I was once dragged along on a week-long community service trip called STORM Co—meaning Service To Others Really Matters. It was organised by my wife for a group of 20 or so local high school students. It wasn’t that I was opposed to the idea of community service, but I say ‘dragged along’ because my […]
It’s healthy to laugh. At the Let’s Laugh website you will find a whole list of health benefits of laughter. These include: boosting the immune system, reducing the risk of heart disease, decreasing stress, reducing blood pressure, it can even be a mild antidepressant. These are benefits worth having. Each one of them.
Not to be morbid, but when you die you’ll leave a legacy of some kind. If you’re fortunate to have enough money you may be able to fund something that will help a whole lot of people way into the future. For most of us, our legacy will be mostly unknown, except to our family and a few we may have impacted on the way.
Natural environments can lift us emotionally in rich and profound ways. This is because they impact positively on our limbic system (the centre of emotions in the brain, which, if stimulated in the right way is our ‘home of happy.’)
Sleep and retirement? What’s the connection? Simply this: research is demonstrating that sleep is a key to both physical and brain health.
A few years back I was interviewing Peter (not his real name) for a project I was working on. He’d retired quite a few years before and was talking about his working life. He was in charge of in-house communication for a well-known company in Australia and New Zealand. ‘It was the best job I ever had,’ he told me.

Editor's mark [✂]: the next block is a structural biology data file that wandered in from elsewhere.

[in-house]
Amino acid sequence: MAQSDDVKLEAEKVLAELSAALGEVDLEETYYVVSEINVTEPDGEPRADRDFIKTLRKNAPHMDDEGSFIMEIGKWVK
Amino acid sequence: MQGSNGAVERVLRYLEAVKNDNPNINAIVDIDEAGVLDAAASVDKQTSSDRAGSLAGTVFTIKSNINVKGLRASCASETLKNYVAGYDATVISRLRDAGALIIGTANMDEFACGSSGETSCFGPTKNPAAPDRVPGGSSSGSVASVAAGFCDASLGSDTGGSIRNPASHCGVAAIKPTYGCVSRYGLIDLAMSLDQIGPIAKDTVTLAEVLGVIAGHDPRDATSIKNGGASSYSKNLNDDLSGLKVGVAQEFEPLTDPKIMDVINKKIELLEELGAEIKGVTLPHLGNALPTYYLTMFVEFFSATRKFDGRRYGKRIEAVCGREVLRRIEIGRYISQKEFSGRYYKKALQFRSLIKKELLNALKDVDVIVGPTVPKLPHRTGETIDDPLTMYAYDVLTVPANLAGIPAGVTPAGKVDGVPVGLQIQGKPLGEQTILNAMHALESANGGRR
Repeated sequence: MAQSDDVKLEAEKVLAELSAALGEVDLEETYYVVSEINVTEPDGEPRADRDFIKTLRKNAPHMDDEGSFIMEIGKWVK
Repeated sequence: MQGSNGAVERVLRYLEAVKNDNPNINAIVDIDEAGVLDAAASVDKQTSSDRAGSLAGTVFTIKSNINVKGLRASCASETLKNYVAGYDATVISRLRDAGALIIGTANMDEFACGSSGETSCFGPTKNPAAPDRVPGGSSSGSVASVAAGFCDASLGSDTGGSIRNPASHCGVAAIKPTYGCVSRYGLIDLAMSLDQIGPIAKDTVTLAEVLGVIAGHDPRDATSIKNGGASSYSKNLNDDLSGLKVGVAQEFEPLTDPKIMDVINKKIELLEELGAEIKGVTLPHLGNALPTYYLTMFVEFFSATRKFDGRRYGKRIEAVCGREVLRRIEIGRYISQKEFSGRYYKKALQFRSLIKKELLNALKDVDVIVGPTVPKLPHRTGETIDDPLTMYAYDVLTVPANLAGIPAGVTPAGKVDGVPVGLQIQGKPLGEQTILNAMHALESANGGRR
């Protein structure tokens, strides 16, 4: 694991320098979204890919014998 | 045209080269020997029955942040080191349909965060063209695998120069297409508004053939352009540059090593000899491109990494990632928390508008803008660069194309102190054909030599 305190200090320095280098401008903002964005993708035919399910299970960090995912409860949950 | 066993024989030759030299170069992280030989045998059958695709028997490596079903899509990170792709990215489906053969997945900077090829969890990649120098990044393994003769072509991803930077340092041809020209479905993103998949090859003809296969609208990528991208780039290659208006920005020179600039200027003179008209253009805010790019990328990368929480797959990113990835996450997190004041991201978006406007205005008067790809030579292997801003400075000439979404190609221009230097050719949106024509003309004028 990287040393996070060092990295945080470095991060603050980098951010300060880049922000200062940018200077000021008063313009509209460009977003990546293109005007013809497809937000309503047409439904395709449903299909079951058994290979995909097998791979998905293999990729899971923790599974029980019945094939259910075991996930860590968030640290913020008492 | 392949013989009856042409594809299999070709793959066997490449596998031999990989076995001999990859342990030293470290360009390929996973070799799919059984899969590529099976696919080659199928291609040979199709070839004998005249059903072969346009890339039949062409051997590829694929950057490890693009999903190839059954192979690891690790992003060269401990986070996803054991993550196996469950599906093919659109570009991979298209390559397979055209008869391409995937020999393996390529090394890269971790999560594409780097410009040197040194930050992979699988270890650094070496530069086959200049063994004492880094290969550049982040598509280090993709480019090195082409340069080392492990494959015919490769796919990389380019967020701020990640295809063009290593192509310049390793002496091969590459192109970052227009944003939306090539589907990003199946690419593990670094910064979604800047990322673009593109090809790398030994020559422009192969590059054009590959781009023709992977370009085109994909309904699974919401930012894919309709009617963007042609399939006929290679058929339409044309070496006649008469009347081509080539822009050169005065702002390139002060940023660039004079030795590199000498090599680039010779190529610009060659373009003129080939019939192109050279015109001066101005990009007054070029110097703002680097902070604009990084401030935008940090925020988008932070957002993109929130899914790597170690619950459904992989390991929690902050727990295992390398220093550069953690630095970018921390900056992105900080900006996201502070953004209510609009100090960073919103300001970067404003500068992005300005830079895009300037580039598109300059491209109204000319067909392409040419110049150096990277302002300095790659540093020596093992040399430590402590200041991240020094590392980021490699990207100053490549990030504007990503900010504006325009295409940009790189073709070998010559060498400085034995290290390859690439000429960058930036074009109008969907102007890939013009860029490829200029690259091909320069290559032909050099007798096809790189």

Nobel Prize-winning scientist and pioneering researcher into ageing, Elizabeth Blackburn, likes to talk about the healthy part of our life as our ‘health span’ and then as we age we move into the ‘disease span’. The trick is to try to lengthen our health span to keep the disease span as short as possible. This has the advantage that we age more slowly. And there are ways we can do that.
I was reminded of the need to keep our brains as healthy as possible when I came across Bill Lyon’s story. Bill has Alzheimer’s—or ‘Al’ as he calls it. He’s personalised his disease to help him fight it—him.
After reviewing many studies examining the relationship between longevity and happiness, renowned researcher Dr Ed Diener estimated that a very happy person is likely to live between four to 10 years longer than their unhappy neighbour.